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Richmond restaurants shift to all-you-can-eat in challenging economy

Restaurant owners are exploring innovative ways to stay afloat when customers’ spending power decreases 

As many people feel the financial strain amid high inflation and interest rates, more Richmond restaurants have or are turning to all-you-can-eat buffets to attract customers by providing more value for their money.

The all-you-can-eat buffet is a model where people pay a single fixed price regardless of how much they consume.

Last week, Liuyishou, a Richmond-based hotpot chain with more than 20 restaurants in North America including three in B.C., announced it would change the traditional order-and-serve model to an all-you-can-eat buffet, offering unlimited hotpot, sashimi, snacks and dessert starting from $39.99 per person.

Previously, it was common for people to spend $60 or more each at the restaurant just for the hotpot.

“The current market and economy are experiencing a downturn and we feel the need to provide more cost-effectiveness in the food and services to our customers,” said Rita Ran, senior director of Liuyishou International Management, at its Richmond location on Garden City Road.

“The new model means higher food costs for us because people tend to order more. But our team’s years of experience in offering all-you-can-eat in the Toronto market helps us control the costs without sacrificing the quality of the food, so we can offer the same quality of food at a much more affordable price."

Several restaurants in Richmond have shifted to all-you-can-eat over the past year. K-Squared Mansion, a Northeast Chinese restaurant on No. 3 Road, introduced a $14.99 all-you-can-eat lunch menu last April and other restaurants such as Tasty Secret and 2Gather Grilled Fish & BBQ followed suit.

A few new barbecue restaurants that opened their doors last year also offer an all-you-can-eat buffet, including Datang BBQ & Beer, Kanae Yakiniku and Kazuhan Yakiniku, with a starting price ranging from $48 to $58.

“We've seen more and more happy hours, all-you-can-eat or menu specials. Restaurants are trying to employ different ways to keep the economic value forefront in the mind of the consumer,” said Ian Tostenson, president and CEO of BC Restaurant and Food Services Association.

Lowering margin in exchange for profits 

Jeff Tang, co-owner of K-Squared Mansion, said the restaurant made the transition post-pandemic after seeing local customers consuming less.

“With a slowing economy and high interest rates, people have less money in their pockets," said Tang.

"So we decided to offer the all-you-can-eat lunch so they can have nice Northeast Chinese food, eat as much as they need, at an affordable price.”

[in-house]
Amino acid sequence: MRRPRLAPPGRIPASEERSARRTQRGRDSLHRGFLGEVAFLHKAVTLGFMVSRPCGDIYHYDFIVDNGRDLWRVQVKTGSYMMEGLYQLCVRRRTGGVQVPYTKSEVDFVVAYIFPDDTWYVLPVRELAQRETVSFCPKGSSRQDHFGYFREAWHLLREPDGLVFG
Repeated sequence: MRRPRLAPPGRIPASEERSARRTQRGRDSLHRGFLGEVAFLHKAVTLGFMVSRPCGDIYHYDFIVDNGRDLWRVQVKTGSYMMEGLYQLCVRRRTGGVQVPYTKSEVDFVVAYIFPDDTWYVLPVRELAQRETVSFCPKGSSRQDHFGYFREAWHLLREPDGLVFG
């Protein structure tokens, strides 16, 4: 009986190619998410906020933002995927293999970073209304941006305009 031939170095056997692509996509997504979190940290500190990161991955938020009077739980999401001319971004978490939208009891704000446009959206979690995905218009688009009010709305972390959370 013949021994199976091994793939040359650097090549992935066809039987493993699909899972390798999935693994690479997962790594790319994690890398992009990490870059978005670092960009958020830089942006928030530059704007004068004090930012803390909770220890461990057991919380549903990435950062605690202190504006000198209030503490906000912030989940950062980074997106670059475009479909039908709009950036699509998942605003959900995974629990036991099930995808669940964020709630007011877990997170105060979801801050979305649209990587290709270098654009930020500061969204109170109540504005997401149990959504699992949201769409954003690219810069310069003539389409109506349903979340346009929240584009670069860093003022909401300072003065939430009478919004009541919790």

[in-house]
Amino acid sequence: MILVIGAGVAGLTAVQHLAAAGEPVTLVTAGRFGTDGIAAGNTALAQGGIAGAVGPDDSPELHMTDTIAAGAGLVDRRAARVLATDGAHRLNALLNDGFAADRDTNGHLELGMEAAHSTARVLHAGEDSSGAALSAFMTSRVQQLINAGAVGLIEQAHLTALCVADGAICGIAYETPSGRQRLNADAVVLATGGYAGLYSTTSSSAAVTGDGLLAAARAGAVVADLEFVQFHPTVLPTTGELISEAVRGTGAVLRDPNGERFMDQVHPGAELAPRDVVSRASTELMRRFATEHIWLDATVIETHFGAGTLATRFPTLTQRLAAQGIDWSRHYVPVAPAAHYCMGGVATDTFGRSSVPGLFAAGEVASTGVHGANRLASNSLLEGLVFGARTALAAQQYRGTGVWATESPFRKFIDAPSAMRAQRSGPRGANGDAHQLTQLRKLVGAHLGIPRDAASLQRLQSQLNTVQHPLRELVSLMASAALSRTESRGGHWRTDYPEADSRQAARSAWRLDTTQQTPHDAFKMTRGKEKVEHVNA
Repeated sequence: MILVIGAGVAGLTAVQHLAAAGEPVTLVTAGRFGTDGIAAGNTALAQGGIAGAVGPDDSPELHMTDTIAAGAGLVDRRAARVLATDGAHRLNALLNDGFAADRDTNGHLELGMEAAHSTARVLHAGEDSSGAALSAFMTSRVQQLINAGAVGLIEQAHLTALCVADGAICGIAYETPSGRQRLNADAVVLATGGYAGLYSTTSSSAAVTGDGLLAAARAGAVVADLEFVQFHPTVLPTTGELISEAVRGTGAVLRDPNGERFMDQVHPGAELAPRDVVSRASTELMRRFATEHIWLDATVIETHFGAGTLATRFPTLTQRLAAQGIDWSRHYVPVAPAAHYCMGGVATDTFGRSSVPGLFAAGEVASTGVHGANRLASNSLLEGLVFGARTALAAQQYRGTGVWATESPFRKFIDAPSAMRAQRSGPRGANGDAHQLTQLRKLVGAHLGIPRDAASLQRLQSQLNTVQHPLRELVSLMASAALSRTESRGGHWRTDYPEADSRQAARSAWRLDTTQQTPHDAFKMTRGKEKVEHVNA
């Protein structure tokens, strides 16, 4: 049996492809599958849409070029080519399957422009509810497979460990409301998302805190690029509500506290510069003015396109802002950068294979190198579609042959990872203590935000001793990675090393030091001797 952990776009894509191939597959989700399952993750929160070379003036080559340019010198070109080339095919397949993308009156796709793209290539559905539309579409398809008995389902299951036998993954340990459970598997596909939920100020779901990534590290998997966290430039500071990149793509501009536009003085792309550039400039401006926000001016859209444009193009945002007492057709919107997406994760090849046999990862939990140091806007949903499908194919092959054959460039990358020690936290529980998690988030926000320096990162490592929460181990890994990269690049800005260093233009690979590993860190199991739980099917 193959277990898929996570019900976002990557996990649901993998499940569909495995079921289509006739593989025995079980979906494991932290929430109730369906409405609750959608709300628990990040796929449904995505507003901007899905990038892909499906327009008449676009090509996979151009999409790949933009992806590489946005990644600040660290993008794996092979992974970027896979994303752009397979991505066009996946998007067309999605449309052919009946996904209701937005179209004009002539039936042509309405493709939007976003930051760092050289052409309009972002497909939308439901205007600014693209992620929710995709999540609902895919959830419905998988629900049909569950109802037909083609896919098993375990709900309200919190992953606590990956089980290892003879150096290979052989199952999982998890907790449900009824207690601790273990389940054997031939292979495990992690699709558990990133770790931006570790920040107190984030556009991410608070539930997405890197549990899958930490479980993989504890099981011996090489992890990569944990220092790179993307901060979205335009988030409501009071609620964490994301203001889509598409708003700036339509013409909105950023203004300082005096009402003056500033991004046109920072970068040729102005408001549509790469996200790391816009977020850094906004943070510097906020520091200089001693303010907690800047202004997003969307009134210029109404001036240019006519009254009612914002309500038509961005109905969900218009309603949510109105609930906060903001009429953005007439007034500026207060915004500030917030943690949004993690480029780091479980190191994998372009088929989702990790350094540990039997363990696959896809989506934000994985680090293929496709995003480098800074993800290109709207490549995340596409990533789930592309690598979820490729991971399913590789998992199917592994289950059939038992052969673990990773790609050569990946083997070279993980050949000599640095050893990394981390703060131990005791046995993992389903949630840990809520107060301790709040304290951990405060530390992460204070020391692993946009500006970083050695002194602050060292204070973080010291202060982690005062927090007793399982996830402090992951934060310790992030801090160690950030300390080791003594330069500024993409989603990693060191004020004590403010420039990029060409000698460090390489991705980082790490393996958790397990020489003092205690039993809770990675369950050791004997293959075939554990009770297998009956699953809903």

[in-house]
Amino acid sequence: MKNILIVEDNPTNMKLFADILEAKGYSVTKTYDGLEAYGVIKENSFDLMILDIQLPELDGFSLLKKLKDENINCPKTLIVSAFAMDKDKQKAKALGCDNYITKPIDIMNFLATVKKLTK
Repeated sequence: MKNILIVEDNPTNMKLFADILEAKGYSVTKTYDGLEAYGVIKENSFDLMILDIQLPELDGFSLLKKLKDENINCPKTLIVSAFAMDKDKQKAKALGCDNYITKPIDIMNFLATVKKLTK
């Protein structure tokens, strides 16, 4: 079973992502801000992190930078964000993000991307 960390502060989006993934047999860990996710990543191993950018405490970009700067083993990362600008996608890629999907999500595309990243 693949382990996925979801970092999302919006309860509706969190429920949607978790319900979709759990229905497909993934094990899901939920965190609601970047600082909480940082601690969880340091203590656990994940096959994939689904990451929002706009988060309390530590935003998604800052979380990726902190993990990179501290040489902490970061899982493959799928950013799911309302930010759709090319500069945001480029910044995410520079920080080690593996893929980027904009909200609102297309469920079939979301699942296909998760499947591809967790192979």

Customers can choose from 12 to 18 dishes and the restaurant offers a $10 deal for seniors 60 years and older and half price for children aged eight to 12. Children younger than eight can dine in for free. The lunch buffet has been popular since its launch and lineups are often seen at the restaurant.

“If I tell you I’m not making any money, I must be lying. But do we have high profits? We don’t,” said Tang.

“We have to do our best to control the costs including always comparing the price of different suppliers to make sure that we can make some profits and keep the restaurant afloat while providing quality food to customers.”

B.C. food services and drink establishments saw a 6.9-per-cent month-over-month decline in January, according to Statistics Canada. As of March 2023, 34 per cent of restaurant companies were operating at a loss, and another 17 per cent were breaking even, according to Restaurants Canada. 

“It's very challenging right now. You really need to be a very good operator in terms of purchasing, marketing and controlling your costs to be in this business to make a little bit of money,” said Tostenson.

Quality and innovation are key

Compared to Toronto and the U.S., the B.C. market is relatively small but there are a large number of restaurants, creating fiercer competition, according to Ran.

She said the key to staying competitive is to understand and meet the demands of customers and ensure quality and efficiency.

“We have an experienced management team and a central kitchen that ensures the standardization of our products and helps control the costs. That’s one of the reasons our brand has lasted for 10 years in North America and no restaurant was closed during the pandemic,” she said.

“All-you-can-eat is the model we consider most suitable for the current market. Maybe there will be a new model that works best for the market in the future. The market keeps changing and we need to keep up with innovation.”

Tang said his restaurant also constantly looks at innovative ways to attract customers and bring down costs. Last week, it introduced a new dinner menu including all-you-can-eat barbecue – instead of letting customers order their skewers, chefs grill different types of meat they choose and bring them to the tables.

“In this way, we can serve the barbecue in the fastest and most efficient way, which also helps control the costs and bring down the price,” said Tang.

“Competition is fierce but we are not too worried. No matter what other people do, we just focus on ourselves and if we provide good service, quality food with good value, we believe customers will come.”

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